Friday, June 20, 2014

Guest Review - Lazarus TPB Vol. 1

   David Wright returns for one more Guest Review as part of the team covering while Chuck takes a short break.

   Lazarus TPB, Vol. 1 by Greg Rucka and Michael Lark.

   Image has published the first four issues of the ongoing Sci-Fi story, Lazarus. It also contains a four-page prelude to the story that ran in Previews, which sets the stage for this near-futuristic world.   

   It's a bleak, dystopian story told by Greg Rucka and Michael Lark, and both have done well at their world building. Like the comic Saga, there's not a lot of set up to the story. The reader is just thrust into the world, and you learn what sort of world it is as the story unfolds. I can only assume you'll learn more about the world as the story continues as I still have a lot of unanswered questions. 

   In the future the world is ruled over by just a few wealthy families. They all have their own land areas, and enforce their own laws to the Waste (the average citizens), their own militia enforces laws, and at the head of each cartel or family is a Lazarus. The Lazarus, although treated as one of their own family members, is genetically grown and has super human abilities. They have fast healing characteristics (although presumably can be killed), and yet, are still not considered a true biological member of the family (at least in Forever's case).  

   Forever Carlyle is the Lazarus for the Carlyle clan. The father, Malcolm Carlyle, is the head of the Carlyle family, he has two sons, Steve and Jonah (who is a hothead). There are also three daughters: Beth, Joanna and Forever (their Lazarus).  

   In the first book we see that even though each ruling family has their own territories or domains, things are not peaceful. There is a raid on a Carlyle compound for goods by the Morray family, and Forever Carlyle is sent to control the situation. She gets hurt in the skirmish, and we learn of her healing factors, but also about the dysfunctional Carlyle family. Not only do the families of the world fight each other for power and control, but there is bickering and backstabbing within the Carlyle family as well.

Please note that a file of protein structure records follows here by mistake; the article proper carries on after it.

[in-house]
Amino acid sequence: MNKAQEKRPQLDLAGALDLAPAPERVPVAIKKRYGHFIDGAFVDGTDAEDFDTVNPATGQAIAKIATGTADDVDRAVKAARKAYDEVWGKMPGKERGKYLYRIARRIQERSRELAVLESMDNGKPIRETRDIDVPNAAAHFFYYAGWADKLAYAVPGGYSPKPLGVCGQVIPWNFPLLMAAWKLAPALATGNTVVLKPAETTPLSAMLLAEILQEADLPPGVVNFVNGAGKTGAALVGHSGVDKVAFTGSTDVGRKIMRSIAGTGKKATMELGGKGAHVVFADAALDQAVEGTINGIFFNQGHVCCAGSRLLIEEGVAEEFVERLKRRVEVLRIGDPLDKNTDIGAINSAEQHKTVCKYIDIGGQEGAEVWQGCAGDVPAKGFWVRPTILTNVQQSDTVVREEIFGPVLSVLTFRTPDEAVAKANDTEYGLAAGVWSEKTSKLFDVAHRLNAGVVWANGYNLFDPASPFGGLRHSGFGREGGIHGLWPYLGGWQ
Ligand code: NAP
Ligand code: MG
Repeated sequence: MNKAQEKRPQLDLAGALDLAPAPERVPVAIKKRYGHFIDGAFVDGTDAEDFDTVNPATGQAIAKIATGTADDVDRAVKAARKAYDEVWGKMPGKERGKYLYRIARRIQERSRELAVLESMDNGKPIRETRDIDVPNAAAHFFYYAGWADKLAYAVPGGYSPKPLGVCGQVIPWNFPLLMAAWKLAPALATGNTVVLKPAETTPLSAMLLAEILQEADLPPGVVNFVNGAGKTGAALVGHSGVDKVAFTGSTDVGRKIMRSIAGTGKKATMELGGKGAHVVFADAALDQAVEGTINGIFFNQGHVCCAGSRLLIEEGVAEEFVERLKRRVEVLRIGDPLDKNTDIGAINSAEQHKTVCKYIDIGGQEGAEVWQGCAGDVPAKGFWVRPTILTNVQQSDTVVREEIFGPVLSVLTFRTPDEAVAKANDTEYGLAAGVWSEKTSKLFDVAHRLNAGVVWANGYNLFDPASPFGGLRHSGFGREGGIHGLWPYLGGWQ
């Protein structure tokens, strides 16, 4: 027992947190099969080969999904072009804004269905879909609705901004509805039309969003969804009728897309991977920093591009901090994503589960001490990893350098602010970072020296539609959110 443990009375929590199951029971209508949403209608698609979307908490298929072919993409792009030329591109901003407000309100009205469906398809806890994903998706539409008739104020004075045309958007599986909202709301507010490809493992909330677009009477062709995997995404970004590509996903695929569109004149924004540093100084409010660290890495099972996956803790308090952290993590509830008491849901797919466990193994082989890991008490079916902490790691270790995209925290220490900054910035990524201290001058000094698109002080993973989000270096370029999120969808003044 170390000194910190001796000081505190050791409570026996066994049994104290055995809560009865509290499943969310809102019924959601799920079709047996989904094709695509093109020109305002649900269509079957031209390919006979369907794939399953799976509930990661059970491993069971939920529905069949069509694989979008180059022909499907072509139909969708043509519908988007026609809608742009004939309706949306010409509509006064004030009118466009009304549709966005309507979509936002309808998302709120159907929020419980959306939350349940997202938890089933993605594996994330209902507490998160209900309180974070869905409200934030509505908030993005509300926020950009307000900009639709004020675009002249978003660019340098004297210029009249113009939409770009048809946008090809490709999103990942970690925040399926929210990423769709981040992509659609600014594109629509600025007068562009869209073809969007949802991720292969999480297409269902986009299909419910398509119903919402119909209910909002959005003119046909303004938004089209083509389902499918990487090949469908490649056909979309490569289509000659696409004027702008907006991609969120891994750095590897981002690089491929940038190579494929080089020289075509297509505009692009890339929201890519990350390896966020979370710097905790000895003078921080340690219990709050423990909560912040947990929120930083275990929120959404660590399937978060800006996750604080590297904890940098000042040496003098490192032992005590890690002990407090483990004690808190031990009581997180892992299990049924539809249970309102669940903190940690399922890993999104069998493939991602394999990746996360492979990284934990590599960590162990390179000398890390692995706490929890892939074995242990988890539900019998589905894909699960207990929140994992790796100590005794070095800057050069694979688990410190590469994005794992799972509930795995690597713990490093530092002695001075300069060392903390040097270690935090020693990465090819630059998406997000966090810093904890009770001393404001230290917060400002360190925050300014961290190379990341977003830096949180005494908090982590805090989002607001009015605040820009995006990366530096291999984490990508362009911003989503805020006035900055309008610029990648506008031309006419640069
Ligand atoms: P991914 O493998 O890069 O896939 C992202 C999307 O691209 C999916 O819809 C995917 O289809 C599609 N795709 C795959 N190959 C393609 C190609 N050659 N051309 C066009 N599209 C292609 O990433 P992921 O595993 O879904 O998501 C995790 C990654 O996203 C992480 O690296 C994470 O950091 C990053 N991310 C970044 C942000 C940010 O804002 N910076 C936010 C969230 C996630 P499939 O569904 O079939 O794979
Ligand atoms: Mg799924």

In book two, Forever has been sent for diplomacy and peacekeeping between the Carlyle and the Morray family. She offers to set up a trade relationship between the two families as a compromise. She is met by their male Lazarus, Joacquim. In the past they have met before, they seem to have a good (maybe even romantic) relationship, yet under the surface are programmed to dispatch whatever it takes (even killing each other) if things get out of hand.  

   We also learn the treachery and scheming between Johan and his sister, Joanna. The peace talks go well, and Joacquim accompanies Forever back to neutral territory assuring her safe return home. They stop to share a drink in the desert before she continues onward, but are waylaid by an explosion.

   So from the beginning we see it's an unstable world full of treachery, deceit and the power of corruption. Who is to be trusted in such a world? The children of the Carlyle family are pampered spoiled brats, some are more than willing it seems to kill off their own father or each other if the situation arises.  

   Someone has set up Forever and Joacquim for termination, but who and why? One of the daughters, Beth, has set up a plot to get rid of her brother, Jonah. As book four ends, we learn that Forever's father may not even be her real father - is this the truth or another lie?  

   This is the world of Lazarus. The art by Lark is moody and well suited for the Sci-Fi setting.  It's a complex, compelling read, with many layers, and I'm curious to know where Rucka and Lark are going with it.  

Grade:  B+


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